To grace the stately and lovingly bound front of this handsome coffee-table text, Varvatos selected a storied Mick Rock photograph of Syd Barrett, then recently deposed from the ranks of the nascent Pink Floyd, circa the troubled recording of his debut solo album, The Madcap Laughs. Under the bedraggled apparition of the late Floyd leader is the legend, "JOHN VARVATOS -- Rock in Fashion."
Why does this bother me? Well, here's where the pedantic rock geek in me (never far from the surface) gets really testy. Photographer Mick Rock was a good friend of Barrett's, and captured the then-notoriously fragile musician in some disarmingly candid and fraught images. By even the least passionate accounts of the recording of The Madcap Laughs, it is well established that Syd Barrett was stealthily unravelling. While he may look like an insouciantly cool cat in that photograph, even passive Floyd fans know that he wasn't entirely "all there" at the time.
As I understand it, the car pictured behind him had been a gift that he'd simply left on the street to rot and erode (there's another image from the shoot with a police sticker on the windshield warning its owner -- an impartial, dead-eyed Syd -- of its dereliction). Over the ensuing decades, Mick Rock's pictures of Barrett have become synonymous with the musician's tragic legacy. While striking and genuinely iconic, I'm not sure it's appropriate that they should be used to celebrate Syd's fashion sense, an infinitesimally incidental portion of the narrative. But, again, Varvatos doesn't get that. Clothes, I guess, are his big thing.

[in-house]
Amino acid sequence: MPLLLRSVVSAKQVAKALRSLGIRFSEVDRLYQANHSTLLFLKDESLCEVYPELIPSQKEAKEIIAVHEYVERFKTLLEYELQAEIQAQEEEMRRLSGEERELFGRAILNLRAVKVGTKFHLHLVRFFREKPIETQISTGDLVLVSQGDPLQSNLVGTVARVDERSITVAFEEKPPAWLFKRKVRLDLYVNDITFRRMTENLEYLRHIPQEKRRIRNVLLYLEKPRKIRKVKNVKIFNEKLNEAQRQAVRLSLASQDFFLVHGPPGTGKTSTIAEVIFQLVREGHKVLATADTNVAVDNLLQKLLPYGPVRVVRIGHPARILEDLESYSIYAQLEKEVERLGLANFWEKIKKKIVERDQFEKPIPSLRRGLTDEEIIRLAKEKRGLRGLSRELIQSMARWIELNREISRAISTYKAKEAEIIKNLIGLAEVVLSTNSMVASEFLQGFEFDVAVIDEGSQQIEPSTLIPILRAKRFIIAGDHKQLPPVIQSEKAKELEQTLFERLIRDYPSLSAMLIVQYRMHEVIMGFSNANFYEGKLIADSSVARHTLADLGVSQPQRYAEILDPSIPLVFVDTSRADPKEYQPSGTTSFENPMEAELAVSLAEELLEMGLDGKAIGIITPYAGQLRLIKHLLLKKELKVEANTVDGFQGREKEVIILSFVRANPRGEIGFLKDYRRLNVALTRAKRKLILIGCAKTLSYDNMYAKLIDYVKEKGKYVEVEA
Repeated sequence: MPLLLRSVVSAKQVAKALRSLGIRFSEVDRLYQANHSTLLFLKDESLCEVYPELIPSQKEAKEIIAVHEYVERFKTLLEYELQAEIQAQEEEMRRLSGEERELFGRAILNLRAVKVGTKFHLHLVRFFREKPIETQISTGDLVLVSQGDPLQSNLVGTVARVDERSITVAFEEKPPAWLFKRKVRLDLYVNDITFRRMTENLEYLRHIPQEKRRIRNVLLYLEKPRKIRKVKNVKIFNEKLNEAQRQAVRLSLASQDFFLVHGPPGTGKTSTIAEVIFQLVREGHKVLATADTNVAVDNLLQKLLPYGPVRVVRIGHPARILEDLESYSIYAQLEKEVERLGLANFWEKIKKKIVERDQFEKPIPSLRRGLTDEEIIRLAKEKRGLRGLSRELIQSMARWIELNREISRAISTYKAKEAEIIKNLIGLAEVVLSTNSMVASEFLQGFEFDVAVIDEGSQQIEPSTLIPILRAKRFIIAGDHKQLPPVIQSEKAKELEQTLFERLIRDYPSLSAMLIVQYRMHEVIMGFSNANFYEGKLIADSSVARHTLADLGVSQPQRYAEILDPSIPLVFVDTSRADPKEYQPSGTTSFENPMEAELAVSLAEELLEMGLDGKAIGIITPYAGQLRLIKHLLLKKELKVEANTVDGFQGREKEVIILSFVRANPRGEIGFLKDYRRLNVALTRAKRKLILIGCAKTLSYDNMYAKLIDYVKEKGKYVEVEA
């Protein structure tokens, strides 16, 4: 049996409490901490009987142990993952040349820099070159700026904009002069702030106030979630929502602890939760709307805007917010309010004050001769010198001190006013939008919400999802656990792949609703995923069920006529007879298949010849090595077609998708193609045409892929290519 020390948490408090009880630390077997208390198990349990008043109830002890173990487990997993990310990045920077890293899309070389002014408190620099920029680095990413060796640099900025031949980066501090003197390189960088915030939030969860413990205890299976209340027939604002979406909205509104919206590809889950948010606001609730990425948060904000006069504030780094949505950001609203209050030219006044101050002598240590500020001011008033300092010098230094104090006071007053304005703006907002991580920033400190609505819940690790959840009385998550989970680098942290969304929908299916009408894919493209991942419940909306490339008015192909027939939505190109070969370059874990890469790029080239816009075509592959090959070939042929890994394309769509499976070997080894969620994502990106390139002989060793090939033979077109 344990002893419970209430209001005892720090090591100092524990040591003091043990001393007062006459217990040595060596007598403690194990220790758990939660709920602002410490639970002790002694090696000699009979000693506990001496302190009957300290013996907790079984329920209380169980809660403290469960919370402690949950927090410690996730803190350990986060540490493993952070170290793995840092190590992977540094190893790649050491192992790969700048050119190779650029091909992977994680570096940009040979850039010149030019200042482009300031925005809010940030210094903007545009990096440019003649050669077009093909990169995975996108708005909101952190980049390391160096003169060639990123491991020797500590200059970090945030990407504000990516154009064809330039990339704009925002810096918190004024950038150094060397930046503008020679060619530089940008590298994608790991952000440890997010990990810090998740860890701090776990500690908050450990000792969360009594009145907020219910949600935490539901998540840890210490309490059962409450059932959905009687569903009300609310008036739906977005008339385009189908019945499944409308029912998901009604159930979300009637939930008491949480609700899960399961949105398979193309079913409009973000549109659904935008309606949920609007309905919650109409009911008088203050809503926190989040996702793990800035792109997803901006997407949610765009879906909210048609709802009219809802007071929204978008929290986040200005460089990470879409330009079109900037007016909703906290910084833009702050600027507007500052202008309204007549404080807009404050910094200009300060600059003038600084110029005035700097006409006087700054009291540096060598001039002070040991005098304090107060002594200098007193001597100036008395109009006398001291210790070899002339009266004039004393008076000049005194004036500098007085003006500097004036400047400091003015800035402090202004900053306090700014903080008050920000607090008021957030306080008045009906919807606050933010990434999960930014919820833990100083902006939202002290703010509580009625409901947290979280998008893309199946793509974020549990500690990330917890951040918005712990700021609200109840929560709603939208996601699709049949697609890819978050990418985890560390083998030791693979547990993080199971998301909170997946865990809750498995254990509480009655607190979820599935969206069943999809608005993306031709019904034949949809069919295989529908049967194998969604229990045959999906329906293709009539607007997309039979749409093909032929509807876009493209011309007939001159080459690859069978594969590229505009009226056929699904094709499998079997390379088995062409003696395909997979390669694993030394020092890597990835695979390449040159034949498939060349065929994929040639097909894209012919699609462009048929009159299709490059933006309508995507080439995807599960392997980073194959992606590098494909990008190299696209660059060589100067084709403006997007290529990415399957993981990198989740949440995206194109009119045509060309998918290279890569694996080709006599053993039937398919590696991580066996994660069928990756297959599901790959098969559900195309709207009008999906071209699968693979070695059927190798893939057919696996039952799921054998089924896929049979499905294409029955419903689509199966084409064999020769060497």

It's that time of year again. Frankly speaking, 2013 was one of the worst years of my family's life. Pretty much everything about it sucked. As such, we're quite happy to see the back of it. I'm not expecting January 1, 2014 to be a magic silver bullet that suddenly solves everything, but as the Replacements once sagely sang, Anywhere's Better Than Here.
1. What did you do in 2013 that you'd never done before? I can't think of anything to put here that isn't entirely depressing, so I'm going to skip it.
2. Did you keep your New Year's resolutions, and will you make more for next year? I don't remember if I made any, but if I did, I invariably didn't keep them. Will I make some this year? Don't know yet.
3. Did anyone close to you give birth? Yes, a couple of people.
4. Did anyone close to you die? Sadly, yes. My father-in-law very sadly passed away in January. That sort of set the tone for the year.
5. What countries did you visit? Didn't.
6. What would you like to have in 2014 that you lacked in 2013? Conclusive and actionable solutions to an ongoing problem.
7. What date from 2013 will remain etched upon your memory? I'd say Thanksgiving weekend.